During Siggraph I met Martin Heistermann. Martin is finishing a phD on quadmesh retopology algorithms and was interested on implementing his algorithm into Blender in the future.
The webpage of the project is Min-Deviation-Flow in Bi-directed Graphs for T-Mesh Quantization — AlgoHex.
I was wondering whether this solution is battled-tested in production, and he asked me to think of some example files that could be used for testing. I would like to hear from other artists/developers what are the cases where the current retopology tool (QuadFlow Remesh) falls short (.blend please?), so we could compare with his solution.
For anyone wanting to try quadwild-bimdf yourself, the best way is to check the command-line interface for now.
More from him (shared with his permission):
Without running any code, you can get a quick glance at possible results from a few renders in the paper (made with Blender, of course). For a more complete picture, we have our whole dataset available, containing results of many different algorithmic variants.
We don’t (yet) have a nice browsing interface for the dataset, but to find “interesting” models in it, you could use the browser from Nico Pietroni’s QuadWild webpage: https://www.quadmesh.cloud/300/ (note that their quad mesh results are not identical to ours).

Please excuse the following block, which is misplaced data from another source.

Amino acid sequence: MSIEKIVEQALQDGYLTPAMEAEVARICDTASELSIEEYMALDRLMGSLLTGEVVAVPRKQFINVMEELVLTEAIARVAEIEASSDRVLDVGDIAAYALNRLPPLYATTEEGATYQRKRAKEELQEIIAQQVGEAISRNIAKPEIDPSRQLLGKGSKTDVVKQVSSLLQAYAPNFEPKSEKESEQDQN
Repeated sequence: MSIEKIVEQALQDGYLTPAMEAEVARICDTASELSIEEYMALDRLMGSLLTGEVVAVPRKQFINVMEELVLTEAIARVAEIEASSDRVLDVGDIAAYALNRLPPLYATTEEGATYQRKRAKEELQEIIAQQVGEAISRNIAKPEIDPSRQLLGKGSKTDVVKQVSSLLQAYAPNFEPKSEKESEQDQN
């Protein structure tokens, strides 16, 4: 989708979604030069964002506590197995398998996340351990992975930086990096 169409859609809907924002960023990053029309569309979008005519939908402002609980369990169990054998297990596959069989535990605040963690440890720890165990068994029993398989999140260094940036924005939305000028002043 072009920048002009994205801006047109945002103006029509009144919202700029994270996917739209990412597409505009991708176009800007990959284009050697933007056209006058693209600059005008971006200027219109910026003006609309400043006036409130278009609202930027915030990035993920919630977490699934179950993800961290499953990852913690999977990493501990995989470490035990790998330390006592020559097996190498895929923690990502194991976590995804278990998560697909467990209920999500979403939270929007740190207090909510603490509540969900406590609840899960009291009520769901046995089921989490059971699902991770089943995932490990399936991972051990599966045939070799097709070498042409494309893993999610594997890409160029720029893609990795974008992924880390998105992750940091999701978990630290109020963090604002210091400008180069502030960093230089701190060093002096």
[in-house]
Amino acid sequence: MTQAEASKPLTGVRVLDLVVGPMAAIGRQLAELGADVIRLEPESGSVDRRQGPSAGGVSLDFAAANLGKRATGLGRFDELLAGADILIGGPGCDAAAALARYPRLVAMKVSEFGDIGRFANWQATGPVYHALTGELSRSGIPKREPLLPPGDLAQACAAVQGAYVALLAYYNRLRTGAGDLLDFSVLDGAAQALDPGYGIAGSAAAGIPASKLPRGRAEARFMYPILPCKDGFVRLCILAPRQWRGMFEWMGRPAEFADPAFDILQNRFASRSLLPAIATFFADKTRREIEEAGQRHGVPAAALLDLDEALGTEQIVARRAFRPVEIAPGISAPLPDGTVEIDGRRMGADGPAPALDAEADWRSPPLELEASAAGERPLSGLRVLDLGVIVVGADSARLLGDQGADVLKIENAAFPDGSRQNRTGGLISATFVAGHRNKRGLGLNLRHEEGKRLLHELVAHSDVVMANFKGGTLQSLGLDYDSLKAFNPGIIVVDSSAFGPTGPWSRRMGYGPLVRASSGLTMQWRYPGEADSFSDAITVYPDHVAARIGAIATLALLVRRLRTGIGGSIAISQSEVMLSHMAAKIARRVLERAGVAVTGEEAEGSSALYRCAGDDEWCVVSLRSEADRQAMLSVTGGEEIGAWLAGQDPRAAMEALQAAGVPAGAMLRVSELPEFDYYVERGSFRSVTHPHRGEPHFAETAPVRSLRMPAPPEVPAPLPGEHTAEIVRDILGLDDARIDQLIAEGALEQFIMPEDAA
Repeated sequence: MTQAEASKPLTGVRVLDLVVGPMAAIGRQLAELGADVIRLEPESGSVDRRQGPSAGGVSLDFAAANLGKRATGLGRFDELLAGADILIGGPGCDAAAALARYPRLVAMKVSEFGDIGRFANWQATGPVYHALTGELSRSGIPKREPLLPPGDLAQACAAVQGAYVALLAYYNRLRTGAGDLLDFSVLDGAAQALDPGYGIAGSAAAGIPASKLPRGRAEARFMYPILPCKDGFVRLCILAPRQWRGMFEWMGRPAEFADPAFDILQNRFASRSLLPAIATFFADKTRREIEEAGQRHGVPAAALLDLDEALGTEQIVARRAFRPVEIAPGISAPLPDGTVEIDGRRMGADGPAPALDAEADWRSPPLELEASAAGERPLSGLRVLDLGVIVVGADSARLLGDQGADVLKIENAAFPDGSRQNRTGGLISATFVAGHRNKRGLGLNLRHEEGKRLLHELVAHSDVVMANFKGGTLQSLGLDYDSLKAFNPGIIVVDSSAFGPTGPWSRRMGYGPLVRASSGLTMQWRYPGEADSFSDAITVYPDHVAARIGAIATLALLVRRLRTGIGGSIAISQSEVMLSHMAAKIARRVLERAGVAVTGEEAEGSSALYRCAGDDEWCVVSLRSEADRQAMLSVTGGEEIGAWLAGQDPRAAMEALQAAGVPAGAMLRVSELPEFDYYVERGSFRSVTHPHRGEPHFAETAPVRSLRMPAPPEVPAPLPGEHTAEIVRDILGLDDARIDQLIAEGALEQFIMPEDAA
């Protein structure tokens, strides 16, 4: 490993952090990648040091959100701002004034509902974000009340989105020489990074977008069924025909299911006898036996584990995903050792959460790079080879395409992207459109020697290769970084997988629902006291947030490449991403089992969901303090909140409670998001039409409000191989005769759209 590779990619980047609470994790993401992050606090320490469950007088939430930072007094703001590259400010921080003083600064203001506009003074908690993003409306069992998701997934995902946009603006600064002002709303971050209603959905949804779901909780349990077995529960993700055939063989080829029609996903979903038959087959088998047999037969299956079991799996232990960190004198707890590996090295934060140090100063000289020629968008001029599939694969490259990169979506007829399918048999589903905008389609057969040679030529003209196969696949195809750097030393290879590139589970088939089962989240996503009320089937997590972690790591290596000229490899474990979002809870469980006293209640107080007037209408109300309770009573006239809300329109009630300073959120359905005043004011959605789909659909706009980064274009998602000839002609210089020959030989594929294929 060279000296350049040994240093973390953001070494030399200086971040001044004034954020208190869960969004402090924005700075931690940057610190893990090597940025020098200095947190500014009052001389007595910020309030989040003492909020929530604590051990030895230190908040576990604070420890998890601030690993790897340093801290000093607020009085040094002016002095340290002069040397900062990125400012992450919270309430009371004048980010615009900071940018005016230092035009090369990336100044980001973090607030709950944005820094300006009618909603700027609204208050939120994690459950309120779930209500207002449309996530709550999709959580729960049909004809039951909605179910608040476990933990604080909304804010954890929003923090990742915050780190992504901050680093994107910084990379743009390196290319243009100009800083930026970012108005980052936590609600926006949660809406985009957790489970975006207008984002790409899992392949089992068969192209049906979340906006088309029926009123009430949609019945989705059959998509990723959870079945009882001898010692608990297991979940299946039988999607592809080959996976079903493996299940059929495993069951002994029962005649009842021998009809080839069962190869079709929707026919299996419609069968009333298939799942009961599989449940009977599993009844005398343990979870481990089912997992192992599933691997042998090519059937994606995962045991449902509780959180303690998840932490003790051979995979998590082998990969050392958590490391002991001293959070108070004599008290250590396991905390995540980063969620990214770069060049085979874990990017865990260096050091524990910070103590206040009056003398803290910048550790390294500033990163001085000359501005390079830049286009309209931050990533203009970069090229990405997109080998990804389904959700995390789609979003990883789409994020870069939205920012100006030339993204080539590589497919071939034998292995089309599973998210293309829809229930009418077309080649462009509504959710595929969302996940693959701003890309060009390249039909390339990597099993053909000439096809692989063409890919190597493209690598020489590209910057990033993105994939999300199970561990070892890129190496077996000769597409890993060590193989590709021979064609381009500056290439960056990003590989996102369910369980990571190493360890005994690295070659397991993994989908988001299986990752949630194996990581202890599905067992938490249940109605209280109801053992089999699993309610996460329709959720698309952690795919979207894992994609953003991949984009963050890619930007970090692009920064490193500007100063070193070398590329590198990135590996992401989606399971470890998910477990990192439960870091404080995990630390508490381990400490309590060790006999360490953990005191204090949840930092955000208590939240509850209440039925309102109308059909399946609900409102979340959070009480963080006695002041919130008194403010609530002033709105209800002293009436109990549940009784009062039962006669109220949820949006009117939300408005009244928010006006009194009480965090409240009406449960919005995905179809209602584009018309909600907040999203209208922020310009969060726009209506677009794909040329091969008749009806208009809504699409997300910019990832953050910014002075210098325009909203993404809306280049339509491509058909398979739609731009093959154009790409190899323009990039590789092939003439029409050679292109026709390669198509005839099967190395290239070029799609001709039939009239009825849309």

All results in their as well as in our dataset those were obtained in a completely automated fashion without any parameter tuning or other intervention, which of course limits the result quality in some cases.
For that reason I believe it’s super for a useful end-user-facing tool to include (optional) fine-grained control over the individual steps of the meshing pipeline to get desired results, instead of pushing one button and hoping for the best. From watching some retopology videos on youtube (in an attempt to learn what the real-world requirements of the task really are), I get the impression that currently it’s mostly an all-or-nothing situation, with users either going completely manual or maybe manually improving the quad mesh coming from an automated tool. I think a retopo tool could be much more useful if a user can (optionally!) influence every step of the process. Wenzel Jakob’s “Instant Meshes” tool is a nice example for a (partially) interactive workflow, e.g., allowing a user to guide the cross field which determines desired quad orientations.